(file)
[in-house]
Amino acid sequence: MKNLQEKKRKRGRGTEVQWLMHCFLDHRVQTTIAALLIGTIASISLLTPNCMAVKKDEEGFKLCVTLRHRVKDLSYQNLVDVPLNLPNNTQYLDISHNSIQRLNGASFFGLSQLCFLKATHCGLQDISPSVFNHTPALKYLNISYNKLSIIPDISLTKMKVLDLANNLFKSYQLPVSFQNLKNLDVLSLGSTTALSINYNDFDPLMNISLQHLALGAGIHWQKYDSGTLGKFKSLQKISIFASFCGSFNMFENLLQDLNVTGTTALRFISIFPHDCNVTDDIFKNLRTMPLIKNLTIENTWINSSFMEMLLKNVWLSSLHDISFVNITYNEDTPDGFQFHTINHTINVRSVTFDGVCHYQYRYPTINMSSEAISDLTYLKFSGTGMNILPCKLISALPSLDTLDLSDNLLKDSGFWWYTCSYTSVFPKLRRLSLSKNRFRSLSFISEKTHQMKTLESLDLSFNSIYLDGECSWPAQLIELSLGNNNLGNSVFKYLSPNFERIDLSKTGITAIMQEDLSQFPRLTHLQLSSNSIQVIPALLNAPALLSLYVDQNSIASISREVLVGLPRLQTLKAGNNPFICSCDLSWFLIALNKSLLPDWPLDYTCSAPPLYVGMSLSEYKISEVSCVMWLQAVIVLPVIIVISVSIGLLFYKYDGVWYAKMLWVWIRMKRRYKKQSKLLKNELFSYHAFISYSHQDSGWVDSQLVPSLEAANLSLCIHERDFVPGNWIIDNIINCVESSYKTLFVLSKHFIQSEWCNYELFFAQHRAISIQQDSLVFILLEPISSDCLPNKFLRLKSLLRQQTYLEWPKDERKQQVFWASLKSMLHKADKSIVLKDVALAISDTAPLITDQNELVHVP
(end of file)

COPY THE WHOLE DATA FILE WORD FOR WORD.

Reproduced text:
[in-house]
Amino acid sequence: MKNLQEKKRKRGRGTEVQWLMHCFLDHRVQTTIAALLIGTIASISLLTPNCMAVKKDEEGFKLCVTLRHRVKDLSYQNLVDVPLNLPNNTQYLDISHNSIQRLNGASFFGLSQLCFLKATHCGLQDISPSVFNHTPALKYLNISYNKLSIIPDISLTKMKVLDLANNLFKSYQLPVSFQNLKNLDVLSLGSTTALSINYNDFDPLMNISLQHLALGAGIHWQKYDSGTLGKFKSLQKISIFASFCGSFNMFENLLQDLNVTGTTALRFISIFPHDCNVTDDIFKNLRTMPLIKNLTIENTWINSSFMEMLLKNVWLSSLHDISFVNITYNEDTPDGFQFHTINHTINVRSVTFDGVCHYQYRYPTINMSSEAISDLTYLKFSGTGMNILPCKLISALPSLDTLDLSDNLLKDSGFWWYTCSYTSVFPKLRRLSLSKNRFRSLSFISEKTHQMKTLESLDLSFNSIYLDGECSWPAQLIELSLGNNNLGNSVFKYLSPNFERIDLSKTGITAIMQEDLSQFPRLTHLQLSSNSIQVIPALLNAPALLSLYVDQNSIASISREVLVGLPRLQTLKAGNNPFICSCDLSWFLIALNKSLLPDWPLDYTCSAPPLYVGMSLSEYKISEVSCVMWLQAVIVLPVIIVISVSIGLLFYKYDGVWYAKMLWVWIRMKRRYKKQSKLLKNELFSYHAFISYSHQDSGWVDSQLVPSLEAANLSLCIHERDFVPGNWIIDNIINCVESSYKTLFVLSKHFIQSEWCNYELFFAQHRAISIQQDSLVFILLEPISSDCLPNKFLRLKSLLRQQTYLEWPKDERKQQVFWASLKSMLHKADKSIVLKDVALAISDTAPLITDQNELVHVP